Roeling Adams walked out of San Quentin State Prison a free man after he spent 28 years in prison for a crime he did not commit.
Earlier this year, the California Department of Corrections granted parole for Adams, a California Innocence Project (CIP) client. The parole board relied heavily on a declaration secured by the California Innocence Project supporting Adams’ innocence claim. This week, Governor Jerry Brown chose not to overturn the board’s decision, leading to Adams’ release.
Adams was wrongfully convicted of a shooting in 1986. He provided an alibi at trial and has always maintained his innocence. In an effort to protect the true culprits, the main prosecution witness testified Adams was responsible. This witness later recanted and identified the true perpetrators.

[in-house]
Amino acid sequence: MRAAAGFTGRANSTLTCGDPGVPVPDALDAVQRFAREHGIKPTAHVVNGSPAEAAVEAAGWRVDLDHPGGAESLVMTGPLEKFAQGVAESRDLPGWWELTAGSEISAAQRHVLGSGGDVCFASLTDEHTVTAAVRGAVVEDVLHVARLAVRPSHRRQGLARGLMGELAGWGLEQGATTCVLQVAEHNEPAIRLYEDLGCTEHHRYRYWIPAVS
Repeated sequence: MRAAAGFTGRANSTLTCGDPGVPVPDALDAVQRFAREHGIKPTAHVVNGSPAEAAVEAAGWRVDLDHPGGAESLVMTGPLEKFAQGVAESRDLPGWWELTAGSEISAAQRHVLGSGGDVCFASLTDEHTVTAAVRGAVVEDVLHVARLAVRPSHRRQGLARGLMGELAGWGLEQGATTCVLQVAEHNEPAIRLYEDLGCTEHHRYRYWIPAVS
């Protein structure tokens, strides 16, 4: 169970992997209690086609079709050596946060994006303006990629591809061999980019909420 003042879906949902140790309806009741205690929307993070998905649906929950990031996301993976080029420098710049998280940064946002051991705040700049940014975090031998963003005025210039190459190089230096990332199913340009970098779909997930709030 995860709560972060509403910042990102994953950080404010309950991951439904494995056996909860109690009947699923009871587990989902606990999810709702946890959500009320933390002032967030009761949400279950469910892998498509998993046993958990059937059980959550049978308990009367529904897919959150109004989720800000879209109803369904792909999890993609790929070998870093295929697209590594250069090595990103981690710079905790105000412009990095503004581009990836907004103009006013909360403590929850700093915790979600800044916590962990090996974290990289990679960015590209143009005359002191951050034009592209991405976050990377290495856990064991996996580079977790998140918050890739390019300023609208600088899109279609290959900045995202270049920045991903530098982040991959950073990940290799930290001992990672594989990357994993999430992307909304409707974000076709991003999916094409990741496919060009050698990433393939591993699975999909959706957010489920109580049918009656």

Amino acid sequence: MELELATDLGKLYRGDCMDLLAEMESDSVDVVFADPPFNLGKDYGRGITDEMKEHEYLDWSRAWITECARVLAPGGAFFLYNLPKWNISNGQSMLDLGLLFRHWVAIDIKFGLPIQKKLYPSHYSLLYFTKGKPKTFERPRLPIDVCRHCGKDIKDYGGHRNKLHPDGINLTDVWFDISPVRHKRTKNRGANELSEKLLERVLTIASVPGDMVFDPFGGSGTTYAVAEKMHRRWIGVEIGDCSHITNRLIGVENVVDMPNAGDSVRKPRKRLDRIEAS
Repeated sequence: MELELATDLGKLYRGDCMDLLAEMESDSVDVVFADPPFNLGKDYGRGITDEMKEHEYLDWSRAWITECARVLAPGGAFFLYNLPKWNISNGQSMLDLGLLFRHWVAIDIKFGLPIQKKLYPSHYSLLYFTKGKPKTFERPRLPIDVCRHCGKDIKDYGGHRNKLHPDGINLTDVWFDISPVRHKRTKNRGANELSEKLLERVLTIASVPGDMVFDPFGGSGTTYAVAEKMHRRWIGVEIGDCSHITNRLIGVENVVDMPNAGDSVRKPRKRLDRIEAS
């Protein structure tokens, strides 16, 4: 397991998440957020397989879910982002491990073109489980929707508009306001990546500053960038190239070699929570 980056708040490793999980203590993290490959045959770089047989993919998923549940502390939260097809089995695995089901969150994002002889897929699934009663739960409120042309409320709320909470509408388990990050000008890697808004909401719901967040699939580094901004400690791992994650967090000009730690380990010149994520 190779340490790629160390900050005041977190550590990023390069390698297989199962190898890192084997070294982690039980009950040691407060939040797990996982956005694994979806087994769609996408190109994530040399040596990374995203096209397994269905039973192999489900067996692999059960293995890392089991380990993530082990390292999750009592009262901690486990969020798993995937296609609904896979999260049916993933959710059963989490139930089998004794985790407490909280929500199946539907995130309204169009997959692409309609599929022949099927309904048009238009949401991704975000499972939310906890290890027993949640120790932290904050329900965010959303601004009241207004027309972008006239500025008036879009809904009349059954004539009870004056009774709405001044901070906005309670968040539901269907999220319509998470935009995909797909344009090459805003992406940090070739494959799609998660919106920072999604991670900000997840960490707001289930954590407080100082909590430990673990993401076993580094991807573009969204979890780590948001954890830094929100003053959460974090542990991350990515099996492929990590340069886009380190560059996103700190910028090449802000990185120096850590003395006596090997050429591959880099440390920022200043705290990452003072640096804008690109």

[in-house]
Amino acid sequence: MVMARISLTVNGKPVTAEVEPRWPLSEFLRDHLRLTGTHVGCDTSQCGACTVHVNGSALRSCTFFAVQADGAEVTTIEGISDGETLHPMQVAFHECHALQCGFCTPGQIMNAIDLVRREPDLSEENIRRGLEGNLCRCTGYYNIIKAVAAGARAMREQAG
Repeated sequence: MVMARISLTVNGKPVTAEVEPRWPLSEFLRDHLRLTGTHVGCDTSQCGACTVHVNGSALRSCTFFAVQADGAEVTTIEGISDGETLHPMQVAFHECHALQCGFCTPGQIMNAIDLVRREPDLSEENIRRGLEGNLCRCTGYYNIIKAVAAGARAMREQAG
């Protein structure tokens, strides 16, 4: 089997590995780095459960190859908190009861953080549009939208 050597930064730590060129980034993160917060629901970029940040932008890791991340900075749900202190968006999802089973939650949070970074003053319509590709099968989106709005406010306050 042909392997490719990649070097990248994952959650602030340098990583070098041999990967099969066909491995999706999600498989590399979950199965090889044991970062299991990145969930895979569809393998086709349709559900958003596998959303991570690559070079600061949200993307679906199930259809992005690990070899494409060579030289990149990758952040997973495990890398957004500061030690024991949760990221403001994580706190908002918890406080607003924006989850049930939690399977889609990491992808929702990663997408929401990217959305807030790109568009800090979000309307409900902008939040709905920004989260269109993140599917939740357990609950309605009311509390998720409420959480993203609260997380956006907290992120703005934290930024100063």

“One of the leading causes of wrongful conviction is misidentification,” says Justin Brooks, Director of the California Innocence Project. “I am so pleased that Roeling finally has his freedom after 28 years of wrongful incarceration.”
After the main prosecution witness recanted, the California Innocence Project, with the help of parole attorney Jeffrey Taft, helped secure Adams’ freedom through the parole process. Adams will move into transitional housing to ease him back into society.
About the California Innocence Project
The California Innocence Project is a California Western School of Law clinical program dedicated to the release of wrongfully convicted inmates and providing an outstanding educational experience for students enrolled in the clinic. The California Innocence Project receives approximately 2,000 claims from inmates each year and has earned the exoneration of 11 wrongfully convicted clients since its inception.